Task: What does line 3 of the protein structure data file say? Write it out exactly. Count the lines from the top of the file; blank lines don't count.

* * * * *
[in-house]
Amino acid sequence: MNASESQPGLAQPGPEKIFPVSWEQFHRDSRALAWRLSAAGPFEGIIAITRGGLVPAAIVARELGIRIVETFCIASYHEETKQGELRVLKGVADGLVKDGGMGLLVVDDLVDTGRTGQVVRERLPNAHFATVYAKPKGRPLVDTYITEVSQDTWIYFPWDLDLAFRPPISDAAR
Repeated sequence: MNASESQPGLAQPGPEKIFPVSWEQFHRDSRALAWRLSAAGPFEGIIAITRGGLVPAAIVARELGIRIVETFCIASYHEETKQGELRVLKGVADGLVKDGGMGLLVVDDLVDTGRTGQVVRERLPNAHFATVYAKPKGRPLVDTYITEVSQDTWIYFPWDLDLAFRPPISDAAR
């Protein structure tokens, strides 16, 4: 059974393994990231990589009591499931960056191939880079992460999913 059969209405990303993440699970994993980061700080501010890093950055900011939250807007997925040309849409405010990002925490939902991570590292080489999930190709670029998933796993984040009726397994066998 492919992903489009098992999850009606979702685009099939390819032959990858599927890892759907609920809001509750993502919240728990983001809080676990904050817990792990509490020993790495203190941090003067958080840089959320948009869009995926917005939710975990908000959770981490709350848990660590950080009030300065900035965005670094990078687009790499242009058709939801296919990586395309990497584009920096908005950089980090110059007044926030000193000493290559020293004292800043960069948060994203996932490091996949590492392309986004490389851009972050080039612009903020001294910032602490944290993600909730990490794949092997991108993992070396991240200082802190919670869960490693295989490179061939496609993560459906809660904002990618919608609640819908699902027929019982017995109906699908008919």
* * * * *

Repeated sequence: MNASESQPGLAQPGPEKIFPVSWEQFHRDSRALAWRLSAAGPFEGIIAITRGGLVPAAIVARELGIRIVETFCIASYHEETKQGELRVLKGVADGLVKDGGMGLLVVDDLVDTGRTGQVVRERLPNAHFATVYAKPKGRPLVDTYITEVSQDTWIYFPWDLDLAFRPPISDAAR